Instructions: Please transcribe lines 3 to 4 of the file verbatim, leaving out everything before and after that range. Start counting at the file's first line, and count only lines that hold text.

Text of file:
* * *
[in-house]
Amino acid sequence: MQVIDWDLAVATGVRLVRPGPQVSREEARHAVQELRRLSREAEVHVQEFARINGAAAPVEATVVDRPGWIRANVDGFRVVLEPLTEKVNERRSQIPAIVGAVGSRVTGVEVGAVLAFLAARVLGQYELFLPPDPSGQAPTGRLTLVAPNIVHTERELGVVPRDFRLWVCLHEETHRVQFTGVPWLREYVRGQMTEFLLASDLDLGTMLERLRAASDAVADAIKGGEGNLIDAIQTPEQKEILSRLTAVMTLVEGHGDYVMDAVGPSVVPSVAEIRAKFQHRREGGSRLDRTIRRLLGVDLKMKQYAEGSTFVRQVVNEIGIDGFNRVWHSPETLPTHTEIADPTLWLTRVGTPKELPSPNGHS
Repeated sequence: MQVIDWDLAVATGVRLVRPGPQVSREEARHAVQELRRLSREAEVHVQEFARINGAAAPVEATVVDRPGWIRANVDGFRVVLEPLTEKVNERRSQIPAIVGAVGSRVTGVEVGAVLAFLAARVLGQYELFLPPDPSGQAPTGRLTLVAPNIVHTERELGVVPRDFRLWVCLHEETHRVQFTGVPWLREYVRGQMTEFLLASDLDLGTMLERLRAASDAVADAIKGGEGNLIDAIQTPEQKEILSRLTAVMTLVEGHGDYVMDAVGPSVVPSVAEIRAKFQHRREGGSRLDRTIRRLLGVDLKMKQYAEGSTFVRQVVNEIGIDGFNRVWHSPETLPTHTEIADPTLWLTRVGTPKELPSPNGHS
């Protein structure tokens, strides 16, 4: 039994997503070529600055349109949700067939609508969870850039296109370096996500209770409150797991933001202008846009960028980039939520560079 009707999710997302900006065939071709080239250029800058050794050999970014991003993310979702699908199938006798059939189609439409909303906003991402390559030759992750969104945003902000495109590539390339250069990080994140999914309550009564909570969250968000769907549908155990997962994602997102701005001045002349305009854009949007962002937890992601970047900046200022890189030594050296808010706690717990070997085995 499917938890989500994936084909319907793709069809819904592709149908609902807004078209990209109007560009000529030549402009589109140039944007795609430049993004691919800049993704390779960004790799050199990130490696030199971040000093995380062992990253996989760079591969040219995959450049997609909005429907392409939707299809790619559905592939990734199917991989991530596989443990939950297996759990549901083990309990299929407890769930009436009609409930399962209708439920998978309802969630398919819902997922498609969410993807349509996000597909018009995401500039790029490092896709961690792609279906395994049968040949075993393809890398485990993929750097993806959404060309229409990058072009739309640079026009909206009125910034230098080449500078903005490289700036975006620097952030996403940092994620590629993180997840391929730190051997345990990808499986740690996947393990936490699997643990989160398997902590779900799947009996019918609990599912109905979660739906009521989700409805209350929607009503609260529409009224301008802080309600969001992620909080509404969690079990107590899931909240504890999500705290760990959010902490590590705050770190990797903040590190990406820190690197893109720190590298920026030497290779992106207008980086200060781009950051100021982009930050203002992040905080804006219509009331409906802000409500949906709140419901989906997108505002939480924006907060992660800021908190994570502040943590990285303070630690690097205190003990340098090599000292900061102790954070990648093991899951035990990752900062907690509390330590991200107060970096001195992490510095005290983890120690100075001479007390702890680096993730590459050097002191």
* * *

Repeated sequence: MQVIDWDLAVATGVRLVRPGPQVSREEARHAVQELRRLSREAEVHVQEFARINGAAAPVEATVVDRPGWIRANVDGFRVVLEPLTEKVNERRSQIPAIVGAVGSRVTGVEVGAVLAFLAARVLGQYELFLPPDPSGQAPTGRLTLVAPNIVHTERELGVVPRDFRLWVCLHEETHRVQFTGVPWLREYVRGQMTEFLLASDLDLGTMLERLRAASDAVADAIKGGEGNLIDAIQTPEQKEILSRLTAVMTLVEGHGDYVMDAVGPSVVPSVAEIRAKFQHRREGGSRLDRTIRRLLGVDLKMKQYAEGSTFVRQVVNEIGIDGFNRVWHSPETLPTHTEIADPTLWLTRVGTPKELPSPNGHS
């Protein structure tokens, strides 16, 4: 039994997503070529600055349109949700067939609508969870850039296109370096996500209770409150797991933001202008846009960028980039939520560079 009707999710997302900006065939071709080239250029800058050794050999970014991003993310979702699908199938006798059939189609439409909303906003991402390559030759992750969104945003902000495109590539390339250069990080994140999914309550009564909570969250968000769907549908155990997962994602997102701005001045002349305009854009949007962002937890992601970047900046200022890189030594050296808010706690717990070997085995 499917938890989500994936084909319907793709069809819904592709149908609902807004078209990209109007560009000529030549402009589109140039944007795609430049993004691919800049993704390779960004790799050199990130490696030199971040000093995380062992990253996989760079591969040219995959450049997609909005429907392409939707299809790619559905592939990734199917991989991530596989443990939950297996759990549901083990309990299929407890769930009436009609409930399962209708439920998978309802969630398919819902997922498609969410993807349509996000597909018009995401500039790029490092896709961690792609279906395994049968040949075993393809890398485990993929750097993806959404060309229409990058072009739309640079026009909206009125910034230098080449500078903005490289700036975006620097952030996403940092994620590629993180997840391929730190051997345990990808499986740690996947393990936490699997643990989160398997902590779900799947009996019918609990599912109905979660739906009521989700409805209350929607009503609260529409009224301008802080309600969001992620909080509404969690079990107590899931909240504890999500705290760990959010902490590590705050770190990797903040590190990406820190690197893109720190590298920026030497290779992106207008980086200060781009950051100021982009930050203002992040905080804006219509009331409906802000409500949906709140419901989906997108505002939480924006907060992660800021908190994570502040943590990285303070630690690097205190003990340098090599000292900061102790954070990648093991899951035990990752900062907690509390330590991200107060970096001195992490510095005290983890120690100075001479007390702890680096993730590459050097002191």